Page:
The FCA last week published a suite of responses it has received to a consultation paper (CP18/3) released in January this year setting out the FCA's proposed changes to the jurisdiction of the Financial Ombudsman Service (FOS) to open the FOS complaints resolution process to small businesses (SMEs).
The fourteen responses published come from a variety of sources from insurers to broker bodies and private individuals, but perhaps the most notable is from the All Party Parliamentary Group for Fair Business Banking (APPG), which has taken a keen interest in the rights of SMEs in recent times, particularly through its work on the RBS Global Restructuring Group (GRG) reports and remediation process.
The APPG's response is detailed and comprehensive, but the overarching message that comes out of it is that the APPG do not consider that the FOS would be a suitable platform for resolving the kinds of SME complaints envisaged by the FCA in CP18/3.
First, it considers that the FOS would not provide SMEs with a fair basis of dispute resolution. The APPG suggests that the FCA's proposals do not extend far enough to deal with larger SMEs, which would still fall outside the proposed definition of "small business" for the purposes of being an "eligible complainant". It disagrees with the FCA's position that those larger SMEs are capable of pursuing complaints via the courts on an equal footing with the respondent firm. It also highlights that most SME complaints would be concerning redress sums significantly in excess of the FOS's £150,000 compensation limit, which the FCA confirmed was not to be revised in CP18/3.
Secondly, the APPG questions the FOS's capabilities to deal effectively with the types of complaints SMEs would bring. It suggests that the FOS does not have the requisite expertise to assess complaints concerning the more complex financial products and services that SMEs typically buy from firms compared to a typical product taken out by an individual consumer. It also questions the ability of the FOS to turn complaint assessments around in a timely fashion. These are both critical factors that need addressing, given SMEs' complaints will often involve "life changing" amounts of money or potential insolvency.
The upshot is that the APPG's response to the FCA's proposals is centred around a concern that the FOS is either "not the right mechanism" for the resolution of the types of complaints SMEs will likely bring, or that it requires a significant change in terms of process and personnel for the FCA's proposals to work for the SME community.
Unsurprisingly given the variety of sources, other respondents' comments to CP18/3 were mixed. Several raise concerns that the FOS's current redress limit is too low, while others agreed it remained at the right level on the basis that any complaint of higher value should properly be assessed by the courts. As one might expect, those respondents sitting on the complainant side of the fence thought that the FCA's proposed timeframe for implementing the proposals was unnecessarily long, whereas firm respondents wanted to stretch the timeline out to allow a transitional period for their businesses to adapt.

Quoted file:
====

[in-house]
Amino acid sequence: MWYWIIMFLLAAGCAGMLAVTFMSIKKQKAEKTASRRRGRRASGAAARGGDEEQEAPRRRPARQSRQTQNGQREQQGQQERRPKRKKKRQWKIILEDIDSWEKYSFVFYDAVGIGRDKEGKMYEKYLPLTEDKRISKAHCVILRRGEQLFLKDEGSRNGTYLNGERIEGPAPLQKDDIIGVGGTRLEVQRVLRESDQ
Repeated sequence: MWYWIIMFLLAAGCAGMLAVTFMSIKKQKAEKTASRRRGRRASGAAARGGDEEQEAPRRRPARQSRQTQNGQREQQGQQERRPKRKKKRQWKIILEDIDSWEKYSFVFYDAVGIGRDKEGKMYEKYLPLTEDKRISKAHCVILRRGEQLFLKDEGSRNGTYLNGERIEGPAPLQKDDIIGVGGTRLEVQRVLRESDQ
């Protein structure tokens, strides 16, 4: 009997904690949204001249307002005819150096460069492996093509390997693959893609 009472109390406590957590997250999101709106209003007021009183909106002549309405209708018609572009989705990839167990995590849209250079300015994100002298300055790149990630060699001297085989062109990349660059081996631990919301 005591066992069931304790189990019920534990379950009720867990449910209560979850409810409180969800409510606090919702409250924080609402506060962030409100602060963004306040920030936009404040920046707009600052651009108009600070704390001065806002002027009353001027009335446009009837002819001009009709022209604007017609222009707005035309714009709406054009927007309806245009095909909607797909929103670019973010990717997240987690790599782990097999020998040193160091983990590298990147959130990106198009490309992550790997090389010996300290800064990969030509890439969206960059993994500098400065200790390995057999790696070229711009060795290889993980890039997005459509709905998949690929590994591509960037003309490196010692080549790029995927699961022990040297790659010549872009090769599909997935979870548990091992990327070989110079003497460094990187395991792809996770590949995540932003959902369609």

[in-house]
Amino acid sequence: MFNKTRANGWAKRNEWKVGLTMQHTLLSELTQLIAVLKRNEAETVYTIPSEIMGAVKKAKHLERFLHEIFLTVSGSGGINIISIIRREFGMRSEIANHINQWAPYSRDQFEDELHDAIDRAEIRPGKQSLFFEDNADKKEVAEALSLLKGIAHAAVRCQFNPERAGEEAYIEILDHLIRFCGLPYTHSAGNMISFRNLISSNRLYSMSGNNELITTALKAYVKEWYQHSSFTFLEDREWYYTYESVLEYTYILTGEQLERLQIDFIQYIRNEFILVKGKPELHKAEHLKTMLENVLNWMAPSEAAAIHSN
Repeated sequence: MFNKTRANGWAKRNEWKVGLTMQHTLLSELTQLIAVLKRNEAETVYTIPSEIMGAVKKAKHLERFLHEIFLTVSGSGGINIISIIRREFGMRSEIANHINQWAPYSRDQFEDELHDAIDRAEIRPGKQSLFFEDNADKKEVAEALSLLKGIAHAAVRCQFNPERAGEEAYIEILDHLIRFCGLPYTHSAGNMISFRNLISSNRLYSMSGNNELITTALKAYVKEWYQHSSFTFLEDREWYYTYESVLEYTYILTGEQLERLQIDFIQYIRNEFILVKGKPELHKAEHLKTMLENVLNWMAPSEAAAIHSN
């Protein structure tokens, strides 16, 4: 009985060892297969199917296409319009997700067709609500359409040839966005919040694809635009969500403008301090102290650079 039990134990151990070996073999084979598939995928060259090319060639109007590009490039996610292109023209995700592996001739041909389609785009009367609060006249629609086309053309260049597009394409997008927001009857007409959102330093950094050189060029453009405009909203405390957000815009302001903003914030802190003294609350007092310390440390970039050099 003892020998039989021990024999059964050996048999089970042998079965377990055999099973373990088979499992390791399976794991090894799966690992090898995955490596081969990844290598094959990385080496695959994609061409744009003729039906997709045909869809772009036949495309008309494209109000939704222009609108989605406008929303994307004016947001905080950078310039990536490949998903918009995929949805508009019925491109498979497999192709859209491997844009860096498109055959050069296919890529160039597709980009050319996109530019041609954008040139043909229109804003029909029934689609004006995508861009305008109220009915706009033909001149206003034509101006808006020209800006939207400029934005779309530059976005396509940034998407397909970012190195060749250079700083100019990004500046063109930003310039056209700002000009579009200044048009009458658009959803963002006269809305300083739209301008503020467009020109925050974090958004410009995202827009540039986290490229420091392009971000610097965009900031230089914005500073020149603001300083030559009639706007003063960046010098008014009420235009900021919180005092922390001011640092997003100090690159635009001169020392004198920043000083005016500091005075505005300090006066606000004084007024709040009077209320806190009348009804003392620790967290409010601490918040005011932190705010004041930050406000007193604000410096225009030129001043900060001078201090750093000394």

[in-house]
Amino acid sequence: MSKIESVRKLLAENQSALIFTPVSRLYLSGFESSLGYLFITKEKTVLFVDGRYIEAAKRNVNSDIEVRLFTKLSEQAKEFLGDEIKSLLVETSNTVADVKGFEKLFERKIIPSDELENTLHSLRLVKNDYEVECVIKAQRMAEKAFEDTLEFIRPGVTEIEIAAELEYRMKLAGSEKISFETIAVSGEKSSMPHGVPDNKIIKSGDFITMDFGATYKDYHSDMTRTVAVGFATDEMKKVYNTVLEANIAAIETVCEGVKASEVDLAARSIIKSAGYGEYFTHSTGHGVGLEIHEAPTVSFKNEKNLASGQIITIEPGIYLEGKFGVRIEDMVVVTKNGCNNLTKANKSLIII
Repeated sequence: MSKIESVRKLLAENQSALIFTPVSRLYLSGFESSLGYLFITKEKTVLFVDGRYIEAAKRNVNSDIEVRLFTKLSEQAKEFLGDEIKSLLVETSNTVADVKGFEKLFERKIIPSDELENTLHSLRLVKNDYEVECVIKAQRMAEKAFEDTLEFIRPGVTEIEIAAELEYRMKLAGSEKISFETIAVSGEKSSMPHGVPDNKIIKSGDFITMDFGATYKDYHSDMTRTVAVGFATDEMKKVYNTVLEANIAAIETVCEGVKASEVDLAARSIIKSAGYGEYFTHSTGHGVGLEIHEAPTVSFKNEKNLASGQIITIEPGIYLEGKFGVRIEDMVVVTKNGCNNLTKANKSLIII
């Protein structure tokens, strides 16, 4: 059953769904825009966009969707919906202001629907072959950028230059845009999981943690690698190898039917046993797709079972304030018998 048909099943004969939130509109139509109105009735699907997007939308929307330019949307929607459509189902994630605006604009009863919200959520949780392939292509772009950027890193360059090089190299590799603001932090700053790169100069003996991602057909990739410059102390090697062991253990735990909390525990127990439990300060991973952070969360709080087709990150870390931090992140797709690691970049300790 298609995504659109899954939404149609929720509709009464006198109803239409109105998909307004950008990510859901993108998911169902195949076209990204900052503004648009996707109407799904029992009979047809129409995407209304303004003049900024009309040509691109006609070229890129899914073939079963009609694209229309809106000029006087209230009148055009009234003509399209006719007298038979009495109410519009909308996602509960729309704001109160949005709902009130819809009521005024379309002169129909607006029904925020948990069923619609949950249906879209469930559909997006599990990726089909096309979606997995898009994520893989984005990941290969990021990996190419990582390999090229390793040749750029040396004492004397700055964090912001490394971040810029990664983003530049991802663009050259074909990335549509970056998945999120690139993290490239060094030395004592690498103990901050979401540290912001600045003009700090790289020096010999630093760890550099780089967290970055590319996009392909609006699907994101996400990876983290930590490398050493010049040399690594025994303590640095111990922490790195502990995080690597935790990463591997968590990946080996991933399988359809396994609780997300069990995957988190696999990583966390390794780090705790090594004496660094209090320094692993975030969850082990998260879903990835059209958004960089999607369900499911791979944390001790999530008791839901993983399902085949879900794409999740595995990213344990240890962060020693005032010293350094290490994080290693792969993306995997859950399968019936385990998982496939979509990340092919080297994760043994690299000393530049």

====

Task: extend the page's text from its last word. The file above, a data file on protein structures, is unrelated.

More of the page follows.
However, a common theme does emerge (and falls in line with the APPG's views) that generally respondents are overwhelmingly concerned with the FOS's capability (both in expertise and resource terms) to deal with the types of complaints that would come to the FOS under the FCA's proposals. Whether that concern is justified or not, respondents were fairly consistent in identifying reasons why the FOS in its current form would not be adequate should its jurisdiction be expanded in the way envisaged by CP18/3.
The FCA might have expected focussed responses to its specific consultation questions, but perhaps it did not expect such a raft of general comments on the capabilities (or incapabilities) of the FOS. There is clearly a concern on both sides that the FOS in its current form will not be able to adequately deal with assessing SME complaints. The FCA's Policy Statement following CP18/3 is due to be published this summer and it will be interesting to see how this concern is addressed if the proposals in their current form are pushed through.
The APPG is also closely involved with Simon Walker CBE's independent review into complaints and alternative dispute resolution in the SME market, commissioned by UK Finance. That review was cited by the FCA in CP18/3 and is specifically looking at whether the FOS is the correct forum for resolution of SME banking complaints, or whether a novel, alternative structure should be put in place (for example, a tribunal). Depending on the timing of Mr Walker's report, it might cause the FCA to pause for thought before progressing further.
For further advice and information, please do not hesitate to contact Paul Gair, Partner or Jack Hargreaves, Solicitor.
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